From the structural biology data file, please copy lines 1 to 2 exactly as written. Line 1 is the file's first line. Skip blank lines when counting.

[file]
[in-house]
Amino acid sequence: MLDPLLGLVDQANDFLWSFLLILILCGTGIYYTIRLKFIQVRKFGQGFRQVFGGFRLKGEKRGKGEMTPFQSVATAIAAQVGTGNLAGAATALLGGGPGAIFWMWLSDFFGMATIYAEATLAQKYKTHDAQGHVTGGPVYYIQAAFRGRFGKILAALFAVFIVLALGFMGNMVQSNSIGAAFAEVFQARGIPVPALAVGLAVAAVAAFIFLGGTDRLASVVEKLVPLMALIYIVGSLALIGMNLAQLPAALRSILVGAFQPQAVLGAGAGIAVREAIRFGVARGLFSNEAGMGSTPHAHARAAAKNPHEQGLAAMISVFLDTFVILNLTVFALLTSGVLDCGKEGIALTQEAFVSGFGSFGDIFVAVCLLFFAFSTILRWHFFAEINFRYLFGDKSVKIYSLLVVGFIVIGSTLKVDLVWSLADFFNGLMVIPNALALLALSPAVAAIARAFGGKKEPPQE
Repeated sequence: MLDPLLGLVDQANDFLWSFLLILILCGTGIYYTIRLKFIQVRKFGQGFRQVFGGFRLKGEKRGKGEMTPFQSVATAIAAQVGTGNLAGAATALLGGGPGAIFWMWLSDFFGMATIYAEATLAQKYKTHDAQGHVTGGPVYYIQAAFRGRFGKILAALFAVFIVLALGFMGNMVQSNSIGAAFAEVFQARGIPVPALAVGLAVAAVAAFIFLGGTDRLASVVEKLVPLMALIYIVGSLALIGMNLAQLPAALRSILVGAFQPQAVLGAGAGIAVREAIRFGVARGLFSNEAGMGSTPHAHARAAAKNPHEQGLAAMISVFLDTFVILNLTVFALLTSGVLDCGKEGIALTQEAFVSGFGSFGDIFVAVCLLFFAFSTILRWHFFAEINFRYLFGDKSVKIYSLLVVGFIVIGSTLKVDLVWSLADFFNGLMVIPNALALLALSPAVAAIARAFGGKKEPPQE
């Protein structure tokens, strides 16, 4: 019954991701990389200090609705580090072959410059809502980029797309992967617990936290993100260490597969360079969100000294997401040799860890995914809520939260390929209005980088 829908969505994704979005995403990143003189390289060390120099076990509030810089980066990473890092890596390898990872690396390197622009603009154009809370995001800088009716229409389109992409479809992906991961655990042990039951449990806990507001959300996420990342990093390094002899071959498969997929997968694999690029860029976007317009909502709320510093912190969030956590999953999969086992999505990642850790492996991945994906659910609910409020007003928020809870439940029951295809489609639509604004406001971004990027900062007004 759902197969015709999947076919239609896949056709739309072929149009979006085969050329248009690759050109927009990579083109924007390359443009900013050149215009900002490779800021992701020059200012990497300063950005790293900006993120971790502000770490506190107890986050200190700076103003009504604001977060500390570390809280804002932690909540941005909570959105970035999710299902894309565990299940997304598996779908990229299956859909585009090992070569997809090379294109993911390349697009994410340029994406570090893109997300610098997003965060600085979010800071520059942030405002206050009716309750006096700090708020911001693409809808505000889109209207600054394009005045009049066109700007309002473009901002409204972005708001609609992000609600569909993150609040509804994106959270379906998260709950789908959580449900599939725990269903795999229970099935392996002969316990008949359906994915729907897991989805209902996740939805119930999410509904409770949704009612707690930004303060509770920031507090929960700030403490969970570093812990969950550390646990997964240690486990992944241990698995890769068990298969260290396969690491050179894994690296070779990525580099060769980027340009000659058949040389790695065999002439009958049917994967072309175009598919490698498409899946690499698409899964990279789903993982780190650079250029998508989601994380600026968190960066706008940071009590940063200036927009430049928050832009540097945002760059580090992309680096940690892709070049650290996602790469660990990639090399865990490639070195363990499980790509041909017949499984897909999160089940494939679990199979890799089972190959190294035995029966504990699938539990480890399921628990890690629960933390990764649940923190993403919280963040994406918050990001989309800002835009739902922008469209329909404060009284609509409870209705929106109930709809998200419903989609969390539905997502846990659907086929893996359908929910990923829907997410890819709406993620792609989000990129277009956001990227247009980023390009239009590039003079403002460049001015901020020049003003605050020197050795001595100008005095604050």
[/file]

[in-house]
Amino acid sequence: MLDPLLGLVDQANDFLWSFLLILILCGTGIYYTIRLKFIQVRKFGQGFRQVFGGFRLKGEKRGKGEMTPFQSVATAIAAQVGTGNLAGAATALLGGGPGAIFWMWLSDFFGMATIYAEATLAQKYKTHDAQGHVTGGPVYYIQAAFRGRFGKILAALFAVFIVLALGFMGNMVQSNSIGAAFAEVFQARGIPVPALAVGLAVAAVAAFIFLGGTDRLASVVEKLVPLMALIYIVGSLALIGMNLAQLPAALRSILVGAFQPQAVLGAGAGIAVREAIRFGVARGLFSNEAGMGSTPHAHARAAAKNPHEQGLAAMISVFLDTFVILNLTVFALLTSGVLDCGKEGIALTQEAFVSGFGSFGDIFVAVCLLFFAFSTILRWHFFAEINFRYLFGDKSVKIYSLLVVGFIVIGSTLKVDLVWSLADFFNGLMVIPNALALLALSPAVAAIARAFGGKKEPPQE